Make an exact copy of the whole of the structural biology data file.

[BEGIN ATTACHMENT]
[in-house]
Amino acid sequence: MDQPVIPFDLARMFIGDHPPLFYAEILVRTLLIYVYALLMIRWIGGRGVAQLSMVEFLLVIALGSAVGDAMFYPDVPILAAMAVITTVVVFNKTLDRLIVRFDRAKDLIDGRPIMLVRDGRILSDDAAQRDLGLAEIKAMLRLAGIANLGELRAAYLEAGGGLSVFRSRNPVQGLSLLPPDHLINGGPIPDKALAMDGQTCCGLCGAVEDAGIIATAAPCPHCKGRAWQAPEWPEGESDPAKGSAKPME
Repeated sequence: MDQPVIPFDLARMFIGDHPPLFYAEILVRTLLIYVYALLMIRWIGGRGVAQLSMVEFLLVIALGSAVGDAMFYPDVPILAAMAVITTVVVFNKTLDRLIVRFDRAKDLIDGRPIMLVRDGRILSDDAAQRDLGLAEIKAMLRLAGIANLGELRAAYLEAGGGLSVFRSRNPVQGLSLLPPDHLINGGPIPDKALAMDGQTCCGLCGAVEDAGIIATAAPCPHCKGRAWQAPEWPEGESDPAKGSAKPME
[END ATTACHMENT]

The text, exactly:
[in-house]
Amino acid sequence: MDQPVIPFDLARMFIGDHPPLFYAEILVRTLLIYVYALLMIRWIGGRGVAQLSMVEFLLVIALGSAVGDAMFYPDVPILAAMAVITTVVVFNKTLDRLIVRFDRAKDLIDGRPIMLVRDGRILSDDAAQRDLGLAEIKAMLRLAGIANLGELRAAYLEAGGGLSVFRSRNPVQGLSLLPPDHLINGGPIPDKALAMDGQTCCGLCGAVEDAGIIATAAPCPHCKGRAWQAPEWPEGESDPAKGSAKPME
Repeated sequence: MDQPVIPFDLARMFIGDHPPLFYAEILVRTLLIYVYALLMIRWIGGRGVAQLSMVEFLLVIALGSAVGDAMFYPDVPILAAMAVITTVVVFNKTLDRLIVRFDRAKDLIDGRPIMLVRDGRILSDDAAQRDLGLAEIKAMLRLAGIANLGELRAAYLEAGGGLSVFRSRNPVQGLSLLPPDHLINGGPIPDKALAMDGQTCCGLCGAVEDAGIIATAAPCPHCKGRAWQAPEWPEGESDPAKGSAKPME